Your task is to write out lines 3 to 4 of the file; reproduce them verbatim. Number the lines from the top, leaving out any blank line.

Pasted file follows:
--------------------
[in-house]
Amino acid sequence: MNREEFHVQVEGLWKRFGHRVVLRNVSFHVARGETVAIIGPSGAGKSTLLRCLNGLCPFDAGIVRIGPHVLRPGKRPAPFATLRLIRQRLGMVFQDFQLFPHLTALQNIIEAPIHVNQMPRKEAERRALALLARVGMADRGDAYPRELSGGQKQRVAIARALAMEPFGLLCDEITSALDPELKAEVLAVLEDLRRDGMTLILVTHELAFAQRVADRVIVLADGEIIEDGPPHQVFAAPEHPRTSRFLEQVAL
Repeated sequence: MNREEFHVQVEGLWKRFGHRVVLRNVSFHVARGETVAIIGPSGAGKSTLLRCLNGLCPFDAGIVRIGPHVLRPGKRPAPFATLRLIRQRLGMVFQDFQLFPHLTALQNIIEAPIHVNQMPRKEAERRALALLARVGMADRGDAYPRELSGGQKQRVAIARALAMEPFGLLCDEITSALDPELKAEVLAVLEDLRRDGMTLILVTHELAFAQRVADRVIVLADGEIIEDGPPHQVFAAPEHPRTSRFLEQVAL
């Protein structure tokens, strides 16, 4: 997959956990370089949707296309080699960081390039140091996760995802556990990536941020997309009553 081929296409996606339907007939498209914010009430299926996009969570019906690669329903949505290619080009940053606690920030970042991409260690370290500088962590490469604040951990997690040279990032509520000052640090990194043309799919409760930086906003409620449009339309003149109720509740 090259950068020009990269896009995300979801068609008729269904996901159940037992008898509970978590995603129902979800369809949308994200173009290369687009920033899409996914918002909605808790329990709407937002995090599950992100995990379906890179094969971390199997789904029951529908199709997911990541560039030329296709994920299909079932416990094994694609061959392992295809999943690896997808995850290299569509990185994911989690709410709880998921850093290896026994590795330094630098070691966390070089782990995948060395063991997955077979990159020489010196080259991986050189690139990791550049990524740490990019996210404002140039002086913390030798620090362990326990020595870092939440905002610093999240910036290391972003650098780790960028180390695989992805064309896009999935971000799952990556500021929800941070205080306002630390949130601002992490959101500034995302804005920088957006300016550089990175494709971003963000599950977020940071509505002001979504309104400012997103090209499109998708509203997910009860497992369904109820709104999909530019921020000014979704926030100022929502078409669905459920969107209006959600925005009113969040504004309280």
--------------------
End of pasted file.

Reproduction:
Repeated sequence: MNREEFHVQVEGLWKRFGHRVVLRNVSFHVARGETVAIIGPSGAGKSTLLRCLNGLCPFDAGIVRIGPHVLRPGKRPAPFATLRLIRQRLGMVFQDFQLFPHLTALQNIIEAPIHVNQMPRKEAERRALALLARVGMADRGDAYPRELSGGQKQRVAIARALAMEPFGLLCDEITSALDPELKAEVLAVLEDLRRDGMTLILVTHELAFAQRVADRVIVLADGEIIEDGPPHQVFAAPEHPRTSRFLEQVAL
């Protein structure tokens, strides 16, 4: 997959956990370089949707296309080699960081390039140091996760995802556990990536941020997309009553 081929296409996606339907007939498209914010009430299926996009969570019906690669329903949505290619080009940053606690920030970042991409260690370290500088962590490469604040951990997690040279990032509520000052640090990194043309799919409760930086906003409620449009339309003149109720509740 090259950068020009990269896009995300979801068609008729269904996901159940037992008898509970978590995603129902979800369809949308994200173009290369687009920033899409996914918002909605808790329990709407937002995090599950992100995990379906890179094969971390199997789904029951529908199709997911990541560039030329296709994920299909079932416990094994694609061959392992295809999943690896997808995850290299569509990185994911989690709410709880998921850093290896026994590795330094630098070691966390070089782990995948060395063991997955077979990159020489010196080259991986050189690139990791550049990524740490990019996210404002140039002086913390030798620090362990326990020595870092939440905002610093999240910036290391972003650098780790960028180390695989992805064309896009999935971000799952990556500021929800941070205080306002630390949130601002992490959101500034995302804005920088957006300016550089990175494709971003963000599950977020940071509505002001979504309104400012997103090209499109998708509203997910009860497992369904109820709104999909530019921020000014979704926030100022929502078409669905459920969107209006959600925005009113969040504004309280």